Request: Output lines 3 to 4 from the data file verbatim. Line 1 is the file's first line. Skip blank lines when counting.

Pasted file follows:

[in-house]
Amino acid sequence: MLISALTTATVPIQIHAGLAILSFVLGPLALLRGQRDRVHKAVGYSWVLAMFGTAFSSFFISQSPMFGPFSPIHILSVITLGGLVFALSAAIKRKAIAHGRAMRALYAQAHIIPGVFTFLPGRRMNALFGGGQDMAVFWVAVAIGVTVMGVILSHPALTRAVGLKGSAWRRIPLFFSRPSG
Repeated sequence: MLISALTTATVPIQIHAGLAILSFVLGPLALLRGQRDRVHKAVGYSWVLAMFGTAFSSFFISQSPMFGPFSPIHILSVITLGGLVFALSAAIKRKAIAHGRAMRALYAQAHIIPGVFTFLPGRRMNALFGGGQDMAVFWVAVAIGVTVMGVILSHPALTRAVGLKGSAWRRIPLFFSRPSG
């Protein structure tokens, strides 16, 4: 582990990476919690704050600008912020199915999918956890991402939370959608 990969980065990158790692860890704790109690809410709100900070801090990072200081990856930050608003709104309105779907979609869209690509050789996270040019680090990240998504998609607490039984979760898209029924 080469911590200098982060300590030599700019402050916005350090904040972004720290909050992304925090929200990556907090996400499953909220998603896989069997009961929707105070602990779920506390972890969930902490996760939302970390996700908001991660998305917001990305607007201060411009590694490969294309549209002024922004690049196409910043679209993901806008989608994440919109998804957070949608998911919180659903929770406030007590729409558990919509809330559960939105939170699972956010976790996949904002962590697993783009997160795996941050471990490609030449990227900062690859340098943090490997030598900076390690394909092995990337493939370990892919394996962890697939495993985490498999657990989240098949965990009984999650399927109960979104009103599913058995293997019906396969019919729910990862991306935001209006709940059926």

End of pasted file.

Repeated sequence: MLISALTTATVPIQIHAGLAILSFVLGPLALLRGQRDRVHKAVGYSWVLAMFGTAFSSFFISQSPMFGPFSPIHILSVITLGGLVFALSAAIKRKAIAHGRAMRALYAQAHIIPGVFTFLPGRRMNALFGGGQDMAVFWVAVAIGVTVMGVILSHPALTRAVGLKGSAWRRIPLFFSRPSG
């Protein structure tokens, strides 16, 4: 582990990476919690704050600008912020199915999918956890991402939370959608 990969980065990158790692860890704790109690809410709100900070801090990072200081990856930050608003709104309105779907979609869209690509050789996270040019680090990240998504998609607490039984979760898209029924 080469911590200098982060300590030599700019402050916005350090904040972004720290909050992304925090929200990556907090996400499953909220998603896989069997009961929707105070602990779920506390972890969930902490996760939302970390996700908001991660998305917001990305607007201060411009590694490969294309549209002024922004690049196409910043679209993901806008989608994440919109998804957070949608998911919180659903929770406030007590729409558990919509809330559960939105939170699972956010976790996949904002962590697993783009997160795996941050471990490609030449990227900062690859340098943090490997030598900076390690394909092995990337493939370990892919394996962890697939495993985490498999657990989240098949965990009984999650399927109960979104009103599913058995293997019906396969019919729910990862991306935001209006709940059926």